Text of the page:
Proactively Engage the Customer When you go to a restaurant, a retail store, or your company has an ongoing relationship with a vendor, it’s easy to decide if you are receiving good customer service. You talk with people, employees or salespeople help you, deliveries are made on time, you call for support, and more. Based […]
When you go to a restaurant, a retail store, or your company has an ongoing relationship with a vendor, it’s easy to decide if you are receiving good customer service. You talk with people, employees or salespeople help you, deliveries are made on time, you call for support, and more. Based on these interactions and the promises that are kept, you determine if you are receiving the level of customer service that you expect. However, there are some companies where the service may be less visible, if not even invisible.
Recently, my laptop computer, which I’ve had for almost three years, locked up. Good news. I had a three-year extended warranty, which was still valid. When I called to get my problem resolved, I experienced an incredibly high level of customer service. The wait on the phone was minimal. The customer service agent was knowledgeable. They sent replacement parts out via overnight delivery. I couldn’t ask for more. As a result, I will always buy the expensive extended warranty for my computer. But what if the computer never had issues? What if I never had the opportunity to experience their service? They would be invisible. I wouldn’t have the appreciation for how they treat their customers. I might consider another computer company for my next purchase because I never experienced how good they are.
Let’s say that you are young and healthy and have an individual insurance plan. You stay healthy for several years. As a result, there’s a pretty good chance that other than the ongoing premium payments, you never experience the customer service that the health insurance company has to offer. It won’t be until you are sick and need to take advantage of the insurance that you will find out if the company is going to offer you good service. How easy will it be for you to make a claim? How quickly will that claim be paid? There are many more questions that will confirm you made the right decision to choose this company, but until you make a claim, you’ll never know.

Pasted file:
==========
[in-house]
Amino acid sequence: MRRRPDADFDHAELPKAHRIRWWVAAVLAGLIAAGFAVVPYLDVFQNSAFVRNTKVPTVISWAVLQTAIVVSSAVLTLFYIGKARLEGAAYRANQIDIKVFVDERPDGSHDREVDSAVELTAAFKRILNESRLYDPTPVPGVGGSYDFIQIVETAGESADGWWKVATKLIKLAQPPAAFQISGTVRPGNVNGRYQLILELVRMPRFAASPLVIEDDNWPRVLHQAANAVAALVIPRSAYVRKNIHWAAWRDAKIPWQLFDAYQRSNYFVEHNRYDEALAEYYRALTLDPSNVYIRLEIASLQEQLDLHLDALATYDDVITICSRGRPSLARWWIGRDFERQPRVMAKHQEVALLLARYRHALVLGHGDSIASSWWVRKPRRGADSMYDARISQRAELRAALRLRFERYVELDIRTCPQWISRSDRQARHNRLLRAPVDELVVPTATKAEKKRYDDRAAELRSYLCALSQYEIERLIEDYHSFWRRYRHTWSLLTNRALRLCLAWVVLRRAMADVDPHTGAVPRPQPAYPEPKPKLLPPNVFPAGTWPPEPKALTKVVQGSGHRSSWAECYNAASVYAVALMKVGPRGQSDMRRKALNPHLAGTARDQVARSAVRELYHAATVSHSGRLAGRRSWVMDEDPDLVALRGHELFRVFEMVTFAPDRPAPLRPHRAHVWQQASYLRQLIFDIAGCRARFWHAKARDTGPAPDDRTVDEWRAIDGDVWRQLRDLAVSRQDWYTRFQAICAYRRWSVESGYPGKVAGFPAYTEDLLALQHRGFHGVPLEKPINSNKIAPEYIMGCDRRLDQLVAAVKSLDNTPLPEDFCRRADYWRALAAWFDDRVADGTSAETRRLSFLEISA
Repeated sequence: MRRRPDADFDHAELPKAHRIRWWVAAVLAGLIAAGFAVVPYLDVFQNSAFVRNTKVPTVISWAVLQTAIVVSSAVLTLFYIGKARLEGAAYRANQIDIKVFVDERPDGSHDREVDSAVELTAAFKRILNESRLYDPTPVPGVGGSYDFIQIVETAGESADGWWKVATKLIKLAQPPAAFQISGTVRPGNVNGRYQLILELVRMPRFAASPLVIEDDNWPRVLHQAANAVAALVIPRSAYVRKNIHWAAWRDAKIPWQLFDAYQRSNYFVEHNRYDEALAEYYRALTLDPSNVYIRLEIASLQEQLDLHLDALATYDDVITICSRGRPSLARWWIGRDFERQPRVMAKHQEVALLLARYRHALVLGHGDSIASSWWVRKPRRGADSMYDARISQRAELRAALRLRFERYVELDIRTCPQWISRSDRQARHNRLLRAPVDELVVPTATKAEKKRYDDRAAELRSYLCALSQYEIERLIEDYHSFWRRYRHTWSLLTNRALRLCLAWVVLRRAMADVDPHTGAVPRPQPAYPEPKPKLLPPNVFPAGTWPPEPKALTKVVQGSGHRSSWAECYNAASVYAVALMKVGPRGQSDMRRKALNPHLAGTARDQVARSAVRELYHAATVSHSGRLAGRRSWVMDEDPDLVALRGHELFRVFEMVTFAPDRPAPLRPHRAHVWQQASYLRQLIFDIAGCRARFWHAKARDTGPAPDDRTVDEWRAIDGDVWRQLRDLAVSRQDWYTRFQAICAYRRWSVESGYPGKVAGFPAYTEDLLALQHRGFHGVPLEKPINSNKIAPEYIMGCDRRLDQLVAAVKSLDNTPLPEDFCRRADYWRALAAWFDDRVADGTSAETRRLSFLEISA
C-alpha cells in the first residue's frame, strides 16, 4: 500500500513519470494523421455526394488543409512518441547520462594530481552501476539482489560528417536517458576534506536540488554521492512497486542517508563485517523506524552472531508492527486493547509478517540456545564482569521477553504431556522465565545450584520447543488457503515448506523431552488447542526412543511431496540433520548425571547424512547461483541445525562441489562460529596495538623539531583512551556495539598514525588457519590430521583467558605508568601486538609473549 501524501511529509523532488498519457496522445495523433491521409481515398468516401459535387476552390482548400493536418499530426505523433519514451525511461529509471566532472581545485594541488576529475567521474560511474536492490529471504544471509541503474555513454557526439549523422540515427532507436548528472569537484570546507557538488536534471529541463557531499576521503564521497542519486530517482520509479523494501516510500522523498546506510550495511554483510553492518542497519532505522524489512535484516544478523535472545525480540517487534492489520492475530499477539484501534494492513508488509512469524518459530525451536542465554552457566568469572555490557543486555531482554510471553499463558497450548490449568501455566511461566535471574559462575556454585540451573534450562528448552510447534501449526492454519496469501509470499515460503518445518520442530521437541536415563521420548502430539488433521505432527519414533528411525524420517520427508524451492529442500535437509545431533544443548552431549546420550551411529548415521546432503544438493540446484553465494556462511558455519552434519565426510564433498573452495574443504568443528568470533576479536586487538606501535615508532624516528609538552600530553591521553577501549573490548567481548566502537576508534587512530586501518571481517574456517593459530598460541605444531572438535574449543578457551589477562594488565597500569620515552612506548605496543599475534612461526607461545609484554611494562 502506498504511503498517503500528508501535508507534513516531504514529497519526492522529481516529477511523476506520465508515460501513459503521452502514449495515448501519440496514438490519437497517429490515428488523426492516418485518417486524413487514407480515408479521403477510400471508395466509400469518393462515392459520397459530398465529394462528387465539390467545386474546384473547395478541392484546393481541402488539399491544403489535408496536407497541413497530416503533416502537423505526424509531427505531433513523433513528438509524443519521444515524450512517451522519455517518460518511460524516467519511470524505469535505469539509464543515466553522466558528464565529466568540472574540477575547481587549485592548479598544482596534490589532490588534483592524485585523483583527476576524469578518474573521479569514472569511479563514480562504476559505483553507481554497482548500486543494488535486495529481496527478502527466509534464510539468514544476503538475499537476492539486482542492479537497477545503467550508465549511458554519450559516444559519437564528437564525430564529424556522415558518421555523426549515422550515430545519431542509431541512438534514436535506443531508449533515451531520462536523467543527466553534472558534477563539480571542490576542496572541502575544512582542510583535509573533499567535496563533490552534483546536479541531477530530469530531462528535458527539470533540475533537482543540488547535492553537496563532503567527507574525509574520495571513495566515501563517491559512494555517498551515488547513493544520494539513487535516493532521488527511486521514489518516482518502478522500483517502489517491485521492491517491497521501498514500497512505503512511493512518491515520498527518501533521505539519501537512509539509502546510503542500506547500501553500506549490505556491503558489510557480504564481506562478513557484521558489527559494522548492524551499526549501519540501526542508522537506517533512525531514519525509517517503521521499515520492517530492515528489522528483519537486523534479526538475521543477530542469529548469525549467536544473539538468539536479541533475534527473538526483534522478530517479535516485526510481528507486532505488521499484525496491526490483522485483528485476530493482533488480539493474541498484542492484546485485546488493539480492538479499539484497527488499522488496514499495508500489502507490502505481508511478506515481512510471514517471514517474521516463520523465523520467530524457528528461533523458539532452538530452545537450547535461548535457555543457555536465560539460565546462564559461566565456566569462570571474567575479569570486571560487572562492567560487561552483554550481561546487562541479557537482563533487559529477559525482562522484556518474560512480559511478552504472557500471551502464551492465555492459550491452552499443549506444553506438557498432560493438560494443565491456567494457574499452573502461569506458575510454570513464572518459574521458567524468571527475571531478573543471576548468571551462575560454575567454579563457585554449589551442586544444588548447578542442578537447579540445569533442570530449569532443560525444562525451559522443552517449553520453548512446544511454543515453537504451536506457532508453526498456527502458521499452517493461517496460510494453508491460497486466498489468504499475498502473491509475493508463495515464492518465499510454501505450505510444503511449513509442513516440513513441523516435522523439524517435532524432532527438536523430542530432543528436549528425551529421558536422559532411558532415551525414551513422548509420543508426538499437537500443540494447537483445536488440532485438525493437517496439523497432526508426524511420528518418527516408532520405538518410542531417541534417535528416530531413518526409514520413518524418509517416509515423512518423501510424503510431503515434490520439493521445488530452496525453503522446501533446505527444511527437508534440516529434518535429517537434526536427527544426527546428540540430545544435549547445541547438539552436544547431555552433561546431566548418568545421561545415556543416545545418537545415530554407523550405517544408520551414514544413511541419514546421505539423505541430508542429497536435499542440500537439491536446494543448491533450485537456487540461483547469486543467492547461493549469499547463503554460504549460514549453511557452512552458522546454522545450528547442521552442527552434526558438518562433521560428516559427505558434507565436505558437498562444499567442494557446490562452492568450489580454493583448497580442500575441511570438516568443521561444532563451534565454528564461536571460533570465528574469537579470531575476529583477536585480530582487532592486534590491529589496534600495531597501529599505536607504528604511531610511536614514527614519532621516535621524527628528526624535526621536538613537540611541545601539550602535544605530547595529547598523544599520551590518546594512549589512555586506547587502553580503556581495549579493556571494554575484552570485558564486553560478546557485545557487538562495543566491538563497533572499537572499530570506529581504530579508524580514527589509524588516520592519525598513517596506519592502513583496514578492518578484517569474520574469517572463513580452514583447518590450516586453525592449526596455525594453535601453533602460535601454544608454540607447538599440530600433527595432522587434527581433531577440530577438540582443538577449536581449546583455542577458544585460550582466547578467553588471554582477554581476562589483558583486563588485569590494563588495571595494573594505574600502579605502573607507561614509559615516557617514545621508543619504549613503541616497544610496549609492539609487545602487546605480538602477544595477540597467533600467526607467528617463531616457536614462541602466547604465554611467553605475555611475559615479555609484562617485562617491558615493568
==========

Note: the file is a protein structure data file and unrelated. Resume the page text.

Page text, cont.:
I recently had the pleasure and honor of working with AvMed, a health insurance company based in Florida. They are incredibly customer-focused and care immensely about their customers, whom they call members, and their health. And they want them to know it. They don’t wait for their members to file a claim to prove how good they are. Instead, they proactively pick up the phone and call them. They let them know how to take advantage of the services they offer. They suggest ways to save money and stay healthy. This is after the sale. This is to prove that the member made the right choice. They don’t let their customer service be invisible.
Sometimes it’s easy to demonstrate you have amazing customer service. Other times you have to prove it or remind your customers. Be it after the sale or in between visits, appointments, etc. How can you show your customers that they made the right choice to do business with you so that the next time they need what it is that you sell, they think of you? In other words, what keeps your customer service from being invisible?
Shep Hyken is a customer service/CX expert, award-winning keynote speaker, and New York Times bestselling author. Learn more about Shep’s customer service and customer experience keynote speeches and his customer service training workshops at www.Hyken.com. Connect with Shep on LinkedIn.
(Copyright ©MMXIV, Shep Hyken)
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